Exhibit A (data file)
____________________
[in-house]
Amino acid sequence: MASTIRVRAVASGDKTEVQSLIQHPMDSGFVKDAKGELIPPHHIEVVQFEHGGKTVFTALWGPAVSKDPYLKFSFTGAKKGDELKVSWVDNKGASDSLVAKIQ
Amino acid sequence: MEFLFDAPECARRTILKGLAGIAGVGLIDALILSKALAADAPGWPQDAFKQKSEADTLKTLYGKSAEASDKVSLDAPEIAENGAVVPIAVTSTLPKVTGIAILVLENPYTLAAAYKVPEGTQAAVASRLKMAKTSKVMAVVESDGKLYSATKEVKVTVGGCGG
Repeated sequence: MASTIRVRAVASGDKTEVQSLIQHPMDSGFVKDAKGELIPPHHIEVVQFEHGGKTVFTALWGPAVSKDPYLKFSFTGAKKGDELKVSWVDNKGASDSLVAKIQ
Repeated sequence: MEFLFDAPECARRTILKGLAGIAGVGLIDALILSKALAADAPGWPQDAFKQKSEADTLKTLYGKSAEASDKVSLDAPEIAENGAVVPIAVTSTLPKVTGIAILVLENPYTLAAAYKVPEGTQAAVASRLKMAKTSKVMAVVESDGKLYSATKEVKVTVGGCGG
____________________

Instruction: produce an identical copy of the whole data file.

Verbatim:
[in-house]
Amino acid sequence: MASTIRVRAVASGDKTEVQSLIQHPMDSGFVKDAKGELIPPHHIEVVQFEHGGKTVFTALWGPAVSKDPYLKFSFTGAKKGDELKVSWVDNKGASDSLVAKIQ
Amino acid sequence: MEFLFDAPECARRTILKGLAGIAGVGLIDALILSKALAADAPGWPQDAFKQKSEADTLKTLYGKSAEASDKVSLDAPEIAENGAVVPIAVTSTLPKVTGIAILVLENPYTLAAAYKVPEGTQAAVASRLKMAKTSKVMAVVESDGKLYSATKEVKVTVGGCGG
Repeated sequence: MASTIRVRAVASGDKTEVQSLIQHPMDSGFVKDAKGELIPPHHIEVVQFEHGGKTVFTALWGPAVSKDPYLKFSFTGAKKGDELKVSWVDNKGASDSLVAKIQ
Repeated sequence: MEFLFDAPECARRTILKGLAGIAGVGLIDALILSKALAADAPGWPQDAFKQKSEADTLKTLYGKSAEASDKVSLDAPEIAENGAVVPIAVTSTLPKVTGIAILVLENPYTLAAAYKVPEGTQAAVASRLKMAKTSKVMAVVESDGKLYSATKEVKVTVGGCGG